Autism Awareness: The Internet

What difference does the internet make for us? Let’s plunge into the Deeper Waters and find out.

Yesterday, I was in the membership class at my church and we talked about evangelism. It was discussed how it’s a mistake today to think the goal of the Christian is to get someone to go to church and then let the pastor handle everything from that point on. Every Christian needs to know what it takes to lead someone in the path of salvation and yes, that could include basic apologetics.

We also agreed that that is not just done through face-to-face communication, which I have indicated previously in another post. I know that Hugh Ross, also on the spectrum, has said he would rather talk to 100 people than to one. I am of that same opinion. I am much more comfortable addressing a crowd than I am going up and engaging with one stranger one-on-one.

Thankfully, this is the age of the internet. Now, such communication is no longer the only way to speak. I can instead speak to several people every day and engage in many conversations that sadly, most Christians will never engage in.

This doesn’t mean that I am open with everyone. I know someone else who has given this rule on Facebook and I tend to hold to it as well. If you message me out of the blue and I don’t know you and you just say hello or ask me how I’m doing or something like that, I will most likely ignore you. I do not know who you are and on the internet, you can’t be too careful. Message me something specific and you are much more likely to get a response. (See anything I have written on small talk and saying “How are you?”) The same applies even when I play Words With Friends. If someone messages me saying I did good on a play, I say thank you. If someone just says hi, I ignore. After all, many of these conversations turn into attempts to sell me something.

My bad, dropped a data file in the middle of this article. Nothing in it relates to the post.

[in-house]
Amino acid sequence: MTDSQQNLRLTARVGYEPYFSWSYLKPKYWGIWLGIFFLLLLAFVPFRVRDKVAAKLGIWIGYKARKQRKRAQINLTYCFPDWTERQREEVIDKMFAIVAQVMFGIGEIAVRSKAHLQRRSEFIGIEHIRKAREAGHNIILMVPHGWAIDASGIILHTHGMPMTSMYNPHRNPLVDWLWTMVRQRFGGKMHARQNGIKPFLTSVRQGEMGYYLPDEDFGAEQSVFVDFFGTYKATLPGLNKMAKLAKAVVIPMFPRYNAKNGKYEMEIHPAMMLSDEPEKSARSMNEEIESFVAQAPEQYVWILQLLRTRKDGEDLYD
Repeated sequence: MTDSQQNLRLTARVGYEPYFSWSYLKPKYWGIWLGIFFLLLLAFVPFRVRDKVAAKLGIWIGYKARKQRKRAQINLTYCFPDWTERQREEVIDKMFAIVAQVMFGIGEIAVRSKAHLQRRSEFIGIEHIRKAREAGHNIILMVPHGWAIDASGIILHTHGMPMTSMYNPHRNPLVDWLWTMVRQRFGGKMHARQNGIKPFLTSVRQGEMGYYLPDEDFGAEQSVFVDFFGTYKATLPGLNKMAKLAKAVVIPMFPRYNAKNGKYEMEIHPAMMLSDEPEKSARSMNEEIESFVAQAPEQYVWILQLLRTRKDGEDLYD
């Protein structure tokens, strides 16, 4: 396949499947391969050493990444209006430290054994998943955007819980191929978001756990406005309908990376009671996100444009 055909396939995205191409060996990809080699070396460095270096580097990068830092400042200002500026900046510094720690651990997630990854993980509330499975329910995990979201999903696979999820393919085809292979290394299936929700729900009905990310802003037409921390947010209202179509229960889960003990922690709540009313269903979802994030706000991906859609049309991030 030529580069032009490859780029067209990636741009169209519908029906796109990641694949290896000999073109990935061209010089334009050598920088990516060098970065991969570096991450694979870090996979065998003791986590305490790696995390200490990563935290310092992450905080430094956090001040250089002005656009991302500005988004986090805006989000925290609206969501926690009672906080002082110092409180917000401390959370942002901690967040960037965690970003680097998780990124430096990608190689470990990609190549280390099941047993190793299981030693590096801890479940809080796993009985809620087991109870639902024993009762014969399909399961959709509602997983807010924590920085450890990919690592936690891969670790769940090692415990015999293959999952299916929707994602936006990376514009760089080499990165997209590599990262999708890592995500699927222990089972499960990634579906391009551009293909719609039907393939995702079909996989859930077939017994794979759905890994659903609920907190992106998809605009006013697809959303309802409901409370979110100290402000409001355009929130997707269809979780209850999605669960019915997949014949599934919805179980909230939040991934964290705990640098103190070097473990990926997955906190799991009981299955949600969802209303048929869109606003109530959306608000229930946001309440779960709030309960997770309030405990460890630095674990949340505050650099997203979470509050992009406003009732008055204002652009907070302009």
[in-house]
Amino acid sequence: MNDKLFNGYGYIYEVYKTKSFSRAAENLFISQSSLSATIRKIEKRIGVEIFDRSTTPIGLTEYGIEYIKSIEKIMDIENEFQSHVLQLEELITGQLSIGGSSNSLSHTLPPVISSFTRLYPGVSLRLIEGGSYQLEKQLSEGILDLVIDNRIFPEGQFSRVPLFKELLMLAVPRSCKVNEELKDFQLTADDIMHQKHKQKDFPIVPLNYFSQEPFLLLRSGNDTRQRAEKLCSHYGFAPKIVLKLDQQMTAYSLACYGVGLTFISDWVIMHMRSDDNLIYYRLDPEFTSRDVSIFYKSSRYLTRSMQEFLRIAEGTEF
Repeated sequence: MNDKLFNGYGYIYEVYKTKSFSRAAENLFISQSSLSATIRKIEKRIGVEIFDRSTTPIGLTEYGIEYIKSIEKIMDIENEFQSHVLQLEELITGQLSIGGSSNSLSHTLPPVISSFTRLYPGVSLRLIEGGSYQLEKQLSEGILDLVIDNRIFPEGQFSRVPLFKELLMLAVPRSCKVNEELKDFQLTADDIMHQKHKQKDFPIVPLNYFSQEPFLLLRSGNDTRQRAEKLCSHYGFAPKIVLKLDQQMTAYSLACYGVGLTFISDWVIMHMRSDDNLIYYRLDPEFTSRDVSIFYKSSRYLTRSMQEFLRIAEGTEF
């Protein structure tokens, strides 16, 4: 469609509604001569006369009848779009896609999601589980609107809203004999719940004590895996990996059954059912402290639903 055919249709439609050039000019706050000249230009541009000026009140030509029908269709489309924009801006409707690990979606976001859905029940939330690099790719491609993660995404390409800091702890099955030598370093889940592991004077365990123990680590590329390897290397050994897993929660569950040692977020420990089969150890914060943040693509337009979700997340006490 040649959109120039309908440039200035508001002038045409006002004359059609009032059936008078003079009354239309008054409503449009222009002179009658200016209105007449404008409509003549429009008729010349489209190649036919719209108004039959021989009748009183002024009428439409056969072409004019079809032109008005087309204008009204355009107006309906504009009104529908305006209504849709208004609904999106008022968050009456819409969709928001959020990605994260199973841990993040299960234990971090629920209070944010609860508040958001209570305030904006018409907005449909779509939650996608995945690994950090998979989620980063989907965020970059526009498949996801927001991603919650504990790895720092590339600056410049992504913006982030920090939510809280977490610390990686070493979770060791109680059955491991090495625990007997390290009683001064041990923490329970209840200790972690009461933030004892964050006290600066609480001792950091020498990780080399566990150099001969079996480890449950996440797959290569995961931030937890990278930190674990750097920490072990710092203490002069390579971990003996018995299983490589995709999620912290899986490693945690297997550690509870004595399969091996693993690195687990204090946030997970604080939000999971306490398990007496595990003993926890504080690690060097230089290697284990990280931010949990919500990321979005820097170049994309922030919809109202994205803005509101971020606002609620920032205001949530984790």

That’s great for those of us who are high-functioning and able to speak, but what about others? Turns out, they have also found a voice. There have been people who are non-verbal on the spectrum and have been put in front of a computer and found their voice there. The internet has been a special blessing to these people and many parents have been quite happy with the results.

Of course, we still might not know all the rules of communication on the internet, but it is a step forward. Even here on the net, we have to be on guard against interpreting messages literally, for example. Fortunately, we don’t have to deal with body language and anything else that confuses us.

For those who are not on the spectrum, keep in mind someone you are communicating with on the net could be on the spectrum. Those of us are who are more aware than some might be also need to be on guard, especially parents, since there are several predators on the internet. Do your part to make the internet a safe place for people on the spectrum.

In Christ,
Nick Peters
(And I affirm the virgin birth)

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